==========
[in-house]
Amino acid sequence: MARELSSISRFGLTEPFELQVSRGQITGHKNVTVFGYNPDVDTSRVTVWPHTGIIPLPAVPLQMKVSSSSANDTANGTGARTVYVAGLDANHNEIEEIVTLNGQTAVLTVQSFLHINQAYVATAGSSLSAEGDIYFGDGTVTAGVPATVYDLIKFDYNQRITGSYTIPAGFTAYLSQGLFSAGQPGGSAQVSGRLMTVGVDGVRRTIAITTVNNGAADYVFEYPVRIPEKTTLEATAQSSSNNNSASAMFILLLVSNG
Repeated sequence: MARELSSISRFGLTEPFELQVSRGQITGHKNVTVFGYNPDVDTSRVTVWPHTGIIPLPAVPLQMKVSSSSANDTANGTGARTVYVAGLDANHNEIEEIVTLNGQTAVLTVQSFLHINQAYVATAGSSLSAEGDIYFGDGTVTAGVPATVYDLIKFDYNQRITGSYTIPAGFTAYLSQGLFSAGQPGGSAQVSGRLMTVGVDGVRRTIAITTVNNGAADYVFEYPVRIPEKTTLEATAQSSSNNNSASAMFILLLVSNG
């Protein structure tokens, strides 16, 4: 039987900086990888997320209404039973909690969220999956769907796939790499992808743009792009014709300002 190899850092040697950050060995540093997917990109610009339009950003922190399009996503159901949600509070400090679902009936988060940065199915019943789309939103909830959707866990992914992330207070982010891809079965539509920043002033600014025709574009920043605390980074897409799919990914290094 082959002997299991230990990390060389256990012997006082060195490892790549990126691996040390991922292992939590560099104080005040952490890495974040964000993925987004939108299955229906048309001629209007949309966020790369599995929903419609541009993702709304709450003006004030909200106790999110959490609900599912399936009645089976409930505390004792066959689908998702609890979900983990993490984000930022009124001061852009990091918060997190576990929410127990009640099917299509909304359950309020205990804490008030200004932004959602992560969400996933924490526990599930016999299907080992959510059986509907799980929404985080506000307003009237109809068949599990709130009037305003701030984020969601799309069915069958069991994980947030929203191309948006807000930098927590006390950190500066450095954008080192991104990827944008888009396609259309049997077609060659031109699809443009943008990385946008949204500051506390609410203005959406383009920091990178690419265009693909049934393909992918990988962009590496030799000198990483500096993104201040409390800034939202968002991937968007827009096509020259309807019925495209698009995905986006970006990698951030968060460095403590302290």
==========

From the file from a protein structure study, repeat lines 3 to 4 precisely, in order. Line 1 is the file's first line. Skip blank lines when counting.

Repeated sequence: MARELSSISRFGLTEPFELQVSRGQITGHKNVTVFGYNPDVDTSRVTVWPHTGIIPLPAVPLQMKVSSSSANDTANGTGARTVYVAGLDANHNEIEEIVTLNGQTAVLTVQSFLHINQAYVATAGSSLSAEGDIYFGDGTVTAGVPATVYDLIKFDYNQRITGSYTIPAGFTAYLSQGLFSAGQPGGSAQVSGRLMTVGVDGVRRTIAITTVNNGAADYVFEYPVRIPEKTTLEATAQSSSNNNSASAMFILLLVSNG
């Protein structure tokens, strides 16, 4: 039987900086990888997320209404039973909690969220999956769907796939790499992808743009792009014709300002 190899850092040697950050060995540093997917990109610009339009950003922190399009996503159901949600509070400090679902009936988060940065199915019943789309939103909830959707866990992914992330207070982010891809079965539509920043002033600014025709574009920043605390980074897409799919990914290094 082959002997299991230990990390060389256990012997006082060195490892790549990126691996040390991922292992939590560099104080005040952490890495974040964000993925987004939108299955229906048309001629209007949309966020790369599995929903419609541009993702709304709450003006004030909200106790999110959490609900599912399936009645089976409930505390004792066959689908998702609890979900983990993490984000930022009124001061852009990091918060997190576990929410127990009640099917299509909304359950309020205990804490008030200004932004959602992560969400996933924490526990599930016999299907080992959510059986509907799980929404985080506000307003009237109809068949599990709130009037305003701030984020969601799309069915069958069991994980947030929203191309948006807000930098927590006390950190500066450095954008080192991104990827944008888009396609259309049997077609060659031109699809443009943008990385946008949204500051506390609410203005959406383009920091990178690419265009693909049934393909992918990988962009590496030799000198990483500096993104201040409390800034939202968002991937968007827009096509020259309807019925495209698009995905986006970006990698951030968060460095403590302290």